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Ladies First: Street graffiti art in India gets an unexpected helping hand

Mini

“I am not a vandal and I surely do not have vertigo”. A few hours before Ladies First, India’s women-only street art festival (March 25-31) began in Mumbai, graffiti artist Anpu Varkey splashed a feisty stroke on the wall of her existence.

Ladies First: Street graffiti art in India gets an unexpected helping hand
“I am not a vandal and I surely do not have vertigo”. A few hours before Ladies First, India’s women-only street art festival (March 25-31) began in Mumbai, graffiti artist Anpu Varkey splashed a feisty stroke on the wall of her existence.
Vandal? Graffiti is illegal in India - you cannot write $%&*or paint poppies on any wall. Permissions are mandatory. Vertigo? Because standing on a scaffolding taller than Pisa with acrylic emulsion in one hand and art dimensions swirling in the head, vertigo has to be Anpu’s last foe.
Ladies First is India’s first women-only street art festival being held in Mumbai. Photographed here is a wall in Jaisalmer painted by artist Shirin Shaikh.
Having studied art in Baroda and London, lived in Germany, New Delhi and now Bengaluru, Anpu is one of the few names that pop in India’s street-artists’ list. An art form that is still finding its feet - and respect - and is heavily cock-eyed in favour of male artists.
It is in this gender-biased frame that WickedBroz, stepped in to bring together seven female street artists to Mumbai’s Marol neighbourhood for the weeklong festival. Representing some of the country’s best street artists, WickedBroz, as their tagline reads, wants to inject art into everything. This week, yellows, reds, pinks, greens will be splashed on the walls of Mumbai. Ladies First, founders Zain Siddiqui and Omkar Dhareswar, quipped valiantly.
Anpu Varkey (Photo credit: Sameer Raichur).
The palette of Ladies First has different styles and motifs -  Anpu Varkey, who defines street art as ‘liberating’; Boston-based Lena McCarthy who combines floral themes with different subjects; Avantika Mathur, who brings boho vibes and surrealism with her wherever she goes; Shirin Shaikh, whose heart and art are both closest to nature; Kesar Khinvasara, a goddess of mandalas;  Ratna Singh whose style is all about bringing Warli art to the walls; and New Zealand-based Abigail Aroha Jensen whose modern style has been a part of the first transgender art fest in Prayagraj.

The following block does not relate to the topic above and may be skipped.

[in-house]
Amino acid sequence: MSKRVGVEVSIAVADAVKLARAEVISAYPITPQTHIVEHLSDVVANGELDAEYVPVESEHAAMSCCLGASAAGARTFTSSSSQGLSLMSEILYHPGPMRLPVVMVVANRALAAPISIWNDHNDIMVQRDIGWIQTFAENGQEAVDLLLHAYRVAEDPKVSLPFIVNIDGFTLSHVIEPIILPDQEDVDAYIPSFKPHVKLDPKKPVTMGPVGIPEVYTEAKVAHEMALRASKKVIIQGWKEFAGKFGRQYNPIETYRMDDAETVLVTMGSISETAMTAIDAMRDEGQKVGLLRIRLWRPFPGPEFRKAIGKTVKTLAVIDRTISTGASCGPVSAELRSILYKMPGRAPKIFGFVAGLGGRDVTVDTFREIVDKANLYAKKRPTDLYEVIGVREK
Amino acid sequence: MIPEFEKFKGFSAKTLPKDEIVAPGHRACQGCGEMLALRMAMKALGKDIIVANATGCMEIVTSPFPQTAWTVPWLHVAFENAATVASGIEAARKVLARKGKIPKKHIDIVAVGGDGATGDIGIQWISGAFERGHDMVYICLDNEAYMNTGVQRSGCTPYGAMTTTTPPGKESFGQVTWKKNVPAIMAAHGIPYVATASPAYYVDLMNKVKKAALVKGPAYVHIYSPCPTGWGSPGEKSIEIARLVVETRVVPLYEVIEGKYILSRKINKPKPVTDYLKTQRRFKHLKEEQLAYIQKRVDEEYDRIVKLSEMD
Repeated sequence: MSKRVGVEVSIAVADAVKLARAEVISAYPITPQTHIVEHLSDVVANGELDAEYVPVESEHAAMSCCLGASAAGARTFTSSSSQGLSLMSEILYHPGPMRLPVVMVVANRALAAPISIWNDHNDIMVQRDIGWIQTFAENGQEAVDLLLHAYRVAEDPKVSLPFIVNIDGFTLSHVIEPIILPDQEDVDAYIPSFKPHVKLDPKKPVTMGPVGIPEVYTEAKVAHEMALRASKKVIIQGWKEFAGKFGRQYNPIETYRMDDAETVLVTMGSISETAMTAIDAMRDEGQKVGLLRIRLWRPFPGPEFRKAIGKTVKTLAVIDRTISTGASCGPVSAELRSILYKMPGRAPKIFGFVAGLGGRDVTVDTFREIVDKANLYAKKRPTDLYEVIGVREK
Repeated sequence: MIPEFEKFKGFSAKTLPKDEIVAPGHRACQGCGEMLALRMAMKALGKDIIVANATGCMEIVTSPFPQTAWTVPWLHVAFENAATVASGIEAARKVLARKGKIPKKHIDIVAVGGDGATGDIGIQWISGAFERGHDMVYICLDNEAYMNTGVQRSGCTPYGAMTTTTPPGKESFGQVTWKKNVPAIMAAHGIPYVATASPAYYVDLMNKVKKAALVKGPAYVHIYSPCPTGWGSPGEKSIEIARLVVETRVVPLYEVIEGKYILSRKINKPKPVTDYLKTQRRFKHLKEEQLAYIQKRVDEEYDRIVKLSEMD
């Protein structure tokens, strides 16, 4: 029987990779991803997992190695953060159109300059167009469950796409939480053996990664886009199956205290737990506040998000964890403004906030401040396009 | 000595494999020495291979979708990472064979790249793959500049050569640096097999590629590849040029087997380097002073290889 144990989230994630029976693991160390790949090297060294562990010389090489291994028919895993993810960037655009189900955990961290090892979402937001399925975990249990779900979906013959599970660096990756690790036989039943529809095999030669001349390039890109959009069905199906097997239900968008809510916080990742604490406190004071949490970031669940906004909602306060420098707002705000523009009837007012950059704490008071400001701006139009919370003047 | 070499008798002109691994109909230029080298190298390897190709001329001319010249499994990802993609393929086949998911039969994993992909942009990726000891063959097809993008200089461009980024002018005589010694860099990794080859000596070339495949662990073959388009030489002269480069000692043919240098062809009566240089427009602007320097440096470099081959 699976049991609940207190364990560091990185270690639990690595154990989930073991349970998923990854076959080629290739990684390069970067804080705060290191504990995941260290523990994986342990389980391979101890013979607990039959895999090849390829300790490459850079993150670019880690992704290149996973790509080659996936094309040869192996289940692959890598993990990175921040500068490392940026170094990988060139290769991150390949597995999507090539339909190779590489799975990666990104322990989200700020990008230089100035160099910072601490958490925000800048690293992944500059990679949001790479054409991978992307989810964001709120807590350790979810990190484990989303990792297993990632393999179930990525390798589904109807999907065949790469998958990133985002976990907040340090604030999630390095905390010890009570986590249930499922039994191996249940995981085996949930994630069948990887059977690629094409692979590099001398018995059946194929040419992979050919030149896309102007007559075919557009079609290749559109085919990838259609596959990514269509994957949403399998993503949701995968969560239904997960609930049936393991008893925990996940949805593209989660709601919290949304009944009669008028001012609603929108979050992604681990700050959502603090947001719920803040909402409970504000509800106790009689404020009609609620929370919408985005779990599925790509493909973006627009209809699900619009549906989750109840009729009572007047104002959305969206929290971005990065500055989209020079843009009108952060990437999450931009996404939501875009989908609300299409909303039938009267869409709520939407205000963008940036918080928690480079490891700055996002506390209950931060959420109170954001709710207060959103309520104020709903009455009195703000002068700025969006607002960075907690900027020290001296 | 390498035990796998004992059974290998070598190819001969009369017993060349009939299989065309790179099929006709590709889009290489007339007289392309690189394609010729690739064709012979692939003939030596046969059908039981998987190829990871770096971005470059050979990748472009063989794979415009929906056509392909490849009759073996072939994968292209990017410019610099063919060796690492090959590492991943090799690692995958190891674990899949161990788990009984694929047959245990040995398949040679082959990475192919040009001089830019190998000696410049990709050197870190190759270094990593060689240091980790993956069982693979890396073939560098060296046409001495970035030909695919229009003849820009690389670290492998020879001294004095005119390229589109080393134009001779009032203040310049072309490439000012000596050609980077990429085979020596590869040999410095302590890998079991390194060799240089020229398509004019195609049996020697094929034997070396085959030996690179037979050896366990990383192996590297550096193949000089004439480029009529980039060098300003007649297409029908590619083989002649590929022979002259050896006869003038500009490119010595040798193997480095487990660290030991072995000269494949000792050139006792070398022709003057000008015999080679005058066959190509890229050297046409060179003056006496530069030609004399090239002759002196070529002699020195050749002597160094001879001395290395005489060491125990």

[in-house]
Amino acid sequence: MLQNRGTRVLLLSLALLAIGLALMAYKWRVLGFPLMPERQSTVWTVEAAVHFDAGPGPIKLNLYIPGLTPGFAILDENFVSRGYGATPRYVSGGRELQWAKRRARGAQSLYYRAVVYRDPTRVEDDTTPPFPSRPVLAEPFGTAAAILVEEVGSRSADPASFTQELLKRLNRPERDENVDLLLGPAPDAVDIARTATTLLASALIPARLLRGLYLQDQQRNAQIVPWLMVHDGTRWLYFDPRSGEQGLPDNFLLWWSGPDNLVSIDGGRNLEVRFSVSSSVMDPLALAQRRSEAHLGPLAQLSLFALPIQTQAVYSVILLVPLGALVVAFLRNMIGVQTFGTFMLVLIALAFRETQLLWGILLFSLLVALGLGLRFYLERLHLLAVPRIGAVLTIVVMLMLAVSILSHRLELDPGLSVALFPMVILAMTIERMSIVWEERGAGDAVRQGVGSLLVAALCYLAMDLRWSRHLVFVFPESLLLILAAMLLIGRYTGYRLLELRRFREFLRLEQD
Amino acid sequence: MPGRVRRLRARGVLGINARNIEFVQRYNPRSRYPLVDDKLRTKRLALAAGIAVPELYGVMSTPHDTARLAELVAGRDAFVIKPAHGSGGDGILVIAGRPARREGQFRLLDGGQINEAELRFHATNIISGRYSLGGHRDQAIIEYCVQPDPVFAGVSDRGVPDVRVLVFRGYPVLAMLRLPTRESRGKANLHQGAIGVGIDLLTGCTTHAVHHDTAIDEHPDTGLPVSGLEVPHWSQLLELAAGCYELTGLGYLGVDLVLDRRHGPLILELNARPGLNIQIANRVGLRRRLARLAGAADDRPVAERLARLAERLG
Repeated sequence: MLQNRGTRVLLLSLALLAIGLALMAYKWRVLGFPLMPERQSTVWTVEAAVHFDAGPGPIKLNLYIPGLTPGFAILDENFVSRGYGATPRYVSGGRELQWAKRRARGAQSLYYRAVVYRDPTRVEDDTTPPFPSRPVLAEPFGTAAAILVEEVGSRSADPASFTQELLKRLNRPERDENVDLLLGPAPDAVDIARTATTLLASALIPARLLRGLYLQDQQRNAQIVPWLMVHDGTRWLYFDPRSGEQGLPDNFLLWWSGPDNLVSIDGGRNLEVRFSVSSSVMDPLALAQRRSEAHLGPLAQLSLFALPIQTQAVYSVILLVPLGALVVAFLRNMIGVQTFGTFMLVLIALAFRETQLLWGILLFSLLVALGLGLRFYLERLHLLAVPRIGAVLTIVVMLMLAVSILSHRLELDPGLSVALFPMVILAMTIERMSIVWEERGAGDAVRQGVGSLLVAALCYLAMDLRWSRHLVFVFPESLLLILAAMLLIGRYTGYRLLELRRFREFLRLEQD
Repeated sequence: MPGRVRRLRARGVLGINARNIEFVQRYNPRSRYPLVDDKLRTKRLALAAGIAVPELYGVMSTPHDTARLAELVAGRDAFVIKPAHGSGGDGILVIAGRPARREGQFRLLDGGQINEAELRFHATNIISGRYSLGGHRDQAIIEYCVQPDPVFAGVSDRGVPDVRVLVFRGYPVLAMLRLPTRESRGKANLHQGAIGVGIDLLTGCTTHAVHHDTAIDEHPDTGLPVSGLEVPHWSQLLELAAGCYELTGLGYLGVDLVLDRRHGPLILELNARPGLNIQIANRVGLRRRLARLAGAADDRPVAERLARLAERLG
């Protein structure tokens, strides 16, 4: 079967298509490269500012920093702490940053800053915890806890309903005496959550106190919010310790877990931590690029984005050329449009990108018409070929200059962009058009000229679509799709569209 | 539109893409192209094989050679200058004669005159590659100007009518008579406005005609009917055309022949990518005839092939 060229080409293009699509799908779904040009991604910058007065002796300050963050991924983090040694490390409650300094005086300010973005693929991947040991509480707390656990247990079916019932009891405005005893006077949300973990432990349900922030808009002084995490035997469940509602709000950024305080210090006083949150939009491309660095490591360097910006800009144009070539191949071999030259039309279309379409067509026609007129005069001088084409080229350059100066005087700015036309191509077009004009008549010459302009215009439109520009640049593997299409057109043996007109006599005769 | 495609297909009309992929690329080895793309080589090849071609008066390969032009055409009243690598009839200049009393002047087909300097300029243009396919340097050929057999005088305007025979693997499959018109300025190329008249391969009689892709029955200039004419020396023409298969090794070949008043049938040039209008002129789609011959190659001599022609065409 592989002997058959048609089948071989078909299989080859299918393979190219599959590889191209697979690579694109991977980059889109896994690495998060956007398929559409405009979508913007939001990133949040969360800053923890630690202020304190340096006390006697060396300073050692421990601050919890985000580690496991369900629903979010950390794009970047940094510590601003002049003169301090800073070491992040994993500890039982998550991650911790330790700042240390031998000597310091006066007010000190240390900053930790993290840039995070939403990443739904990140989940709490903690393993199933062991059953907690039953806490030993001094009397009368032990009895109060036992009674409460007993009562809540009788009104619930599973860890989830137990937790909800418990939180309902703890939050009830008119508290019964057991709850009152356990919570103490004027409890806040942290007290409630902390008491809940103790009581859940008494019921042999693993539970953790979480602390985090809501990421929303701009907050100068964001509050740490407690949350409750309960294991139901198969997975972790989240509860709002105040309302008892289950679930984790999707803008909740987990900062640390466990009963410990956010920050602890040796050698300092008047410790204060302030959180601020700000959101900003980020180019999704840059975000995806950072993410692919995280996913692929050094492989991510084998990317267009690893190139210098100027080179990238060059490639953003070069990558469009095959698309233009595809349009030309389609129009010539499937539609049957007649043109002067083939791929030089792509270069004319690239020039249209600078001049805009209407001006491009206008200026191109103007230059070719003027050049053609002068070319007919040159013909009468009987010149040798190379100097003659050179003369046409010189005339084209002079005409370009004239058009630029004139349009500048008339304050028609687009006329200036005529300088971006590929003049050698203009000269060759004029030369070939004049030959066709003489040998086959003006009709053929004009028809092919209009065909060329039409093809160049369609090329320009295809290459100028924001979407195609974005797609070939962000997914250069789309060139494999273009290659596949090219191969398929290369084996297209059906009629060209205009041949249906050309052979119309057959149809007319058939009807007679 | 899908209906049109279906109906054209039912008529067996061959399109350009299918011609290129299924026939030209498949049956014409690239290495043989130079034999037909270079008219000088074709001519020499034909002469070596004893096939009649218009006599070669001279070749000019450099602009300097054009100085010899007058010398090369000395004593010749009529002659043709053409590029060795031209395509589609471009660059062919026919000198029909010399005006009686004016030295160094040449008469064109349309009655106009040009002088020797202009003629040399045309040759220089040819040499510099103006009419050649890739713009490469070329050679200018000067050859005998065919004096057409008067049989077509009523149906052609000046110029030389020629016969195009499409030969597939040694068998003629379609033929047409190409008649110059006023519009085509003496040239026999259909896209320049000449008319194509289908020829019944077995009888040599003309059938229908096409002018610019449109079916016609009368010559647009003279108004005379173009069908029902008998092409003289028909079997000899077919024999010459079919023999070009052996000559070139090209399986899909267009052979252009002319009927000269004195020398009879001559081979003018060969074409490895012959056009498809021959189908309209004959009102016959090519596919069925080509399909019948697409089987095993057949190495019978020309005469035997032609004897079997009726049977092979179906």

Avantika Mathur in front of her wall art in Belapur, Navi Mumbai.
“The endeavour is to promote women street artists and in turn bring more women to the streets in India. Back to the basics dud! Represent! Hip hop!” Siddiqui says in his blog.
“Ladies First is a great step towards giving female graffiti artists their long-standing dues,” says Avantika Mathur, who makes a bold statement by signing her art as WomenPow. One of the most vehement voices in the graffiti world, Avantika speaks - and paints - her truths. Not political statements or ideological rhetoric. For her, it is the need to be yourself. To not demand empowerment but become empowered. Boho stance, fairy wings, vibrant colours and the ubiquitous eye - Avantika lives her candour, her commitments and her contentions. She is currently bald - she donated her curls to cancer patients.
New Zealand-based Abigail Aroha Jensen working on a wall in Prayagraj during the recent Kumbh Mela.
For Abigail Aroha Jensen, her time “in India has not been measured by our differences. In fact, much the opposite. I seek out the cultural parallels that work within our communities. At home, we call this Tino Rangatiratanga (Our independence, our culture, our pride)”.
Abigail also lauds the importance of Ladies First calling it an effort to focus on bringing representation for woman artists and to “break down what separates us based on colonial constructs of ‘gender’”.
Artist Kesar Khinvasara is known for her mandalas.
Being a female graffiti artist in India is not an easy chore. Permissions are tedious, money is never fatter than a trickle and there’s always the trepidation of working at night. The most discordant refrain being “if you can paint the street wall free, why cannot you paint our walls for free?” There are no scads of art-commissions yet but even the scanty paid work is giving India’s graffiti artists a large lilac stroke of hope and confidence.
Perhaps soon, the world will step aside and say Ladies First, please.
Good to know:
Ladies First, India’s first women-only street art festival, is on in Mumbai (Marol neighbourhood) till March 31, 2019.
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